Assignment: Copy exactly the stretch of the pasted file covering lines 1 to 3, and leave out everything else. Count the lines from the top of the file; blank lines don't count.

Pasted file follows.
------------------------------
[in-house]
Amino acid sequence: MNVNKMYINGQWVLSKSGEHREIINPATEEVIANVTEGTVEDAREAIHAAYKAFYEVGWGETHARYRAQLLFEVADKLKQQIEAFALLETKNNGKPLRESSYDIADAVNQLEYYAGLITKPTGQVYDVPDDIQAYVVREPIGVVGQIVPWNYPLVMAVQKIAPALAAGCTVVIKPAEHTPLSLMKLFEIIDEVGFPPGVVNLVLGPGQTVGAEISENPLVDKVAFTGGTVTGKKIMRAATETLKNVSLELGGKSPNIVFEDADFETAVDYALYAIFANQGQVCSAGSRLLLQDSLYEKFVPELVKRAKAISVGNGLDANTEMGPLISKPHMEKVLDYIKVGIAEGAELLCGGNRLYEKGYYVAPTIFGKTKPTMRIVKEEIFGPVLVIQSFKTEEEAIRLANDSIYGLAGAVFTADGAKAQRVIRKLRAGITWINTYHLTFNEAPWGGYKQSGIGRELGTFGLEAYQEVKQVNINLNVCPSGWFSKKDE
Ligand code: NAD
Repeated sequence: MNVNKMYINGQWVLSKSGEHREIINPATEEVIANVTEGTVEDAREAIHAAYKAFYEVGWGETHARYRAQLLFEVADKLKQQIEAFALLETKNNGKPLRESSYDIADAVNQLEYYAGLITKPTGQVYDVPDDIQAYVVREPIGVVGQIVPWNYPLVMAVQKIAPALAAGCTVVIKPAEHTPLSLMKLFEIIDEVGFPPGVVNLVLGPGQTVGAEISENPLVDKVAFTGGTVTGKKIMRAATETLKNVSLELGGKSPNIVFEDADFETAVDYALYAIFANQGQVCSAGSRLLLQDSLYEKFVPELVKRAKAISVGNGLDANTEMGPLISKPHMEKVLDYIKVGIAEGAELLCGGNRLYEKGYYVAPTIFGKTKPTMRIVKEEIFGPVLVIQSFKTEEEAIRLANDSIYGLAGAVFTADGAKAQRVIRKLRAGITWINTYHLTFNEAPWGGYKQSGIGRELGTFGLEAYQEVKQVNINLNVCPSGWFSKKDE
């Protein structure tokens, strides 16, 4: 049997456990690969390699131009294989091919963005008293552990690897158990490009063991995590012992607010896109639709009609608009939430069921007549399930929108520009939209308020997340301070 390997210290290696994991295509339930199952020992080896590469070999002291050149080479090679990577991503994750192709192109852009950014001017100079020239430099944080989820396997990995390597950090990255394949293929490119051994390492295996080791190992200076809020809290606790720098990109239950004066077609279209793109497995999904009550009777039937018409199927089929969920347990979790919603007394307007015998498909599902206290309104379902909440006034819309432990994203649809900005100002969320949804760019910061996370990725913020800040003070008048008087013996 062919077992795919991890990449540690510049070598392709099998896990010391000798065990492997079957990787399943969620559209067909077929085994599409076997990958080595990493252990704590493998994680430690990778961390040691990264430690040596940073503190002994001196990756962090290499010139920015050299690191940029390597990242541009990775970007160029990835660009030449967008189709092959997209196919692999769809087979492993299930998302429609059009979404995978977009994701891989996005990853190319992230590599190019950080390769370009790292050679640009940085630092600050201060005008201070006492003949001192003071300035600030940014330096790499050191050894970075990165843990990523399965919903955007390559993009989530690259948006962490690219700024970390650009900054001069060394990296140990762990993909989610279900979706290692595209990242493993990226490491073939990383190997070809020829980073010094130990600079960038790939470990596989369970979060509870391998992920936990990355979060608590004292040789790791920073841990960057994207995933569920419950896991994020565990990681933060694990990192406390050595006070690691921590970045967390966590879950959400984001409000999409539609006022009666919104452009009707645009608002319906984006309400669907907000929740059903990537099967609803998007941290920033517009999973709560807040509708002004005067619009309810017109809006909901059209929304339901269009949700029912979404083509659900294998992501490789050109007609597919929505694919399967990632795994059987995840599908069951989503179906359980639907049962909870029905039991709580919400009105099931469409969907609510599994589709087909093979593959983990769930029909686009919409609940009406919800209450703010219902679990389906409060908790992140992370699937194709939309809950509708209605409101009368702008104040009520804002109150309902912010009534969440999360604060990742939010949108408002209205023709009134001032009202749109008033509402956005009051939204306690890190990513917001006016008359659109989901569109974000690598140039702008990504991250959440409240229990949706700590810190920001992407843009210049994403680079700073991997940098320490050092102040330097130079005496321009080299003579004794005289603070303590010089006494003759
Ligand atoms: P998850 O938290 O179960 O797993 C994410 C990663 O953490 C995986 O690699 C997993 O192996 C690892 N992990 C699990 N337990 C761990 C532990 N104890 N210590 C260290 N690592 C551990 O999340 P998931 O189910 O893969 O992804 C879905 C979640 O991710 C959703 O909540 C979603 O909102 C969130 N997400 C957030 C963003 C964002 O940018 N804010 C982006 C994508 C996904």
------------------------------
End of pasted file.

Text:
[in-house]
Amino acid sequence: MNVNKMYINGQWVLSKSGEHREIINPATEEVIANVTEGTVEDAREAIHAAYKAFYEVGWGETHARYRAQLLFEVADKLKQQIEAFALLETKNNGKPLRESSYDIADAVNQLEYYAGLITKPTGQVYDVPDDIQAYVVREPIGVVGQIVPWNYPLVMAVQKIAPALAAGCTVVIKPAEHTPLSLMKLFEIIDEVGFPPGVVNLVLGPGQTVGAEISENPLVDKVAFTGGTVTGKKIMRAATETLKNVSLELGGKSPNIVFEDADFETAVDYALYAIFANQGQVCSAGSRLLLQDSLYEKFVPELVKRAKAISVGNGLDANTEMGPLISKPHMEKVLDYIKVGIAEGAELLCGGNRLYEKGYYVAPTIFGKTKPTMRIVKEEIFGPVLVIQSFKTEEEAIRLANDSIYGLAGAVFTADGAKAQRVIRKLRAGITWINTYHLTFNEAPWGGYKQSGIGRELGTFGLEAYQEVKQVNINLNVCPSGWFSKKDE
Ligand code: NAD